Letters to
the editor

Disrespectful politics

The widening chasm between scientific understanding and the political response to global heating is reprehensible (“El Niño’s menace”, July 1-7). Climate scientist Joëlle Gergis appropriately labels it “horrifying”. In some ways, the Albanese government’s propensity to support the ongoing expansion of fossil fuels is more damaging and disappointing than the Coalition’s. Promising to act on climate while providing billions in fossil fuel subsidies, actively enabling gas expansion and even approving coalmines is deceitful and disrespectful to the Australian public. We deserve better and so do all who live on this beautiful but threatened planet.

– John Shute, Edge Hill, Qld

Climate integrity

I am grateful to Joëlle Gergis for writing so candidly about the escalating catastrophe global heating is causing. As heat and extreme weather records fall like dominoes, I shudder to think what an El Niño summer means for Australian wildlife, regional communities and the Great Barrier Reef. Infuriatingly, as Gergis explains, climate science findings and warnings are largely ignored by political leaders. I can’t help but conclude that if politicians applied to their work the same integrity and meticulous attention to detail as our esteemed scientists, the world would be in much better shape. 

– Amy Hiller, Kew, Vic

Shameful decisions

I was moved by the passionate plea by Australian climate scientist Joëlle Gergis for decisive climate action. Gergis asks “Exactly how bad are we going to let things get?” and is frustrated by ongoing political support for fossil fuels. Australia remains heavily dependent on fossil fuels, not only for energy, but also for income from exports, and tellingly, for political donations. The Coalition’s resistance to the proposed reform to donation rules is consistent with its favouring of fossil fuels and its derision of renewables. If, as Gergis writes, the forecast climate-fuelled El Niño increases ocean temperatures by a whopping 3 degrees above average in spring, corals will die and politicians who support and approve new coal and gas projects should hang their heads in shame.

– Jennifer Griffiths, Nedlands, WA

Look to the future 

It is not surprising the polling for the “Yes” vote has dipped after the fearful shadow of past white Australian exclusion was strategically exhumed by the “divider in chief” (Martin McKenzie-Murray, “How the ‘Yes’ campaign is responding to sliding support”, July 1-7). Now parliament is out, and another byelection is threatening, I’m particularly buoyed by First Nations Rio Tinto non-executive director Ben Wyatt noting the “No” campaign has reached maximum impact. So, the key question now flips. If the Liberal leader is so caring and concerned about First Nations reconciliation, why is he so obviously framing the “No” campaign as a personal vendetta against our prime minister? It’s time for decent Australians to confirm the unifying bravery we rallied for in May 2022. It’s time to silence one man’s reliance on a past Australia’s prejudices, and formally enshrine the spiritual ancestry of the land we all call our future.

– Andrew Barnum, Meroo Meadow, NSW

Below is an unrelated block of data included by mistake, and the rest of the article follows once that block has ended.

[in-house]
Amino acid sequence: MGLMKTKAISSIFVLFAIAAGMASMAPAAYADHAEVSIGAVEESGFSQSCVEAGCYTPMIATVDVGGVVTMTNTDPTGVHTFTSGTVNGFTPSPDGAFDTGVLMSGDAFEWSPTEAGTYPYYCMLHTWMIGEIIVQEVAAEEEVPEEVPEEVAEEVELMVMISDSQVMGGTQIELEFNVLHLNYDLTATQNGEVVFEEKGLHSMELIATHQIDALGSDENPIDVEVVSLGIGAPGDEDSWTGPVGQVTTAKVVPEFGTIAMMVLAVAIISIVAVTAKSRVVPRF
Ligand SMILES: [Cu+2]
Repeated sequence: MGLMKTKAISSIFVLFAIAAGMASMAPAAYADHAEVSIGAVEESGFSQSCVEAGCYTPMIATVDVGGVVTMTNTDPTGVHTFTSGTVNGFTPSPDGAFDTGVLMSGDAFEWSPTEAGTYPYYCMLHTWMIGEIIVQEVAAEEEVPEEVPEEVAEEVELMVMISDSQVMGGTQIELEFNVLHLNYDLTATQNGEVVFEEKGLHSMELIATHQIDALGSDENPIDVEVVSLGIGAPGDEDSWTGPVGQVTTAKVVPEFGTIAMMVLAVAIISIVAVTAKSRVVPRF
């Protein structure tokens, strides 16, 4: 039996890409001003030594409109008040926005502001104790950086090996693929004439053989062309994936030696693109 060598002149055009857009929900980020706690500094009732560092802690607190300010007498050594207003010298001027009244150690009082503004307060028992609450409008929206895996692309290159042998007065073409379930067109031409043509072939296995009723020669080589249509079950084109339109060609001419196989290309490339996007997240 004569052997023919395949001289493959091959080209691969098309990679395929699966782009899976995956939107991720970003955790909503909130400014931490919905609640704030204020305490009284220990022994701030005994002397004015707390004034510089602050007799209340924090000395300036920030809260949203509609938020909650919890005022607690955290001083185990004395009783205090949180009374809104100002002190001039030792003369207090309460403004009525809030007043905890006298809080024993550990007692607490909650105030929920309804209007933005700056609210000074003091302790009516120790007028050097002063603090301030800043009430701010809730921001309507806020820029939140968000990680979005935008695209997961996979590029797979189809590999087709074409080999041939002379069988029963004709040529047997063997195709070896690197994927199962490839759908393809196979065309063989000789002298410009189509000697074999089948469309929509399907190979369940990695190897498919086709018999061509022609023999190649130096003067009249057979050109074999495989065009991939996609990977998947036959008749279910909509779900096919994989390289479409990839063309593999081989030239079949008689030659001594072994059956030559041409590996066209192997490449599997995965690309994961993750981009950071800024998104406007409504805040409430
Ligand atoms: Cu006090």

Mathematical boost

The mathematical aspect of the Voice referendum is not just about a majority of votes in a majority of states. It is about mathematical operations. The “No” campaign is division, turning Australians against each other. The “Yes” campaign is addition, seeking to enhance the lives of First Nations Australians.

– Barry Welch, Bridgeman Downs, Qld

Telescopic view

Your editorial nails the petty focus of the arguments Peter Dutton presents against a constitutional Voice (“The hole”, July 1-7). With great respect, though, that’s not the main problem: he’s preaching to the converted; after all, they elected him. The main problem presented by Dutton and the naysayers is a much bigger, blacker hole that sucks all the air out of logical argument and civilised thought. It’s as though he’s looking through the wrong end of the telescope. The more he narrows the focus, the easier it is for him to claim we’re being misled. No matter how much detail he’s given, it will never fill that black hole, because he can’t and won’t accept it. The “Yes” case must turn the telescope around in order to convince the majority. Only the bigger picture will show the significance of the opportunity being offered: it’s a matter of principle, not political pointscoring. 

– Jenifer Nicholls, Armadale, Vic 

Background patterns

Victoria Hannan’s Bonnard review (“Bright hotness”, July 1-7) raises the issue of art in context. There is the cultural context, such as the presumptions made looking at a painting in the Met or Louvre as opposed to a bric-a-brac store in a country town. In a private house you might be sensitive to your relationship to the owner. The physical context is the architecture, light and colours. Galleries tend to have more or less imposing architecture, the light as even and “natural” as possible and the background colour usually neutral – presumably to be able to take the painting in without distraction. I wonder why the paintings need enhancing? I haven’t seen the show but I am looking forward to seeing how this works. I saw the 2019 show at the Tate with neutral surroundings and left high as a kite on the sense of humanity that came from these paintings. Can that be bettered?

– Paul Hopmeier, Lane Cove, NSW

Letters are welcome: [email protected]
Please include your full name and address and a daytime telephone number. Letters may be edited for length and content, and may be published in print and online. Letters should not exceed 150 words.

This article was first published in the print edition of The Saturday Paper on July 8, 2023.

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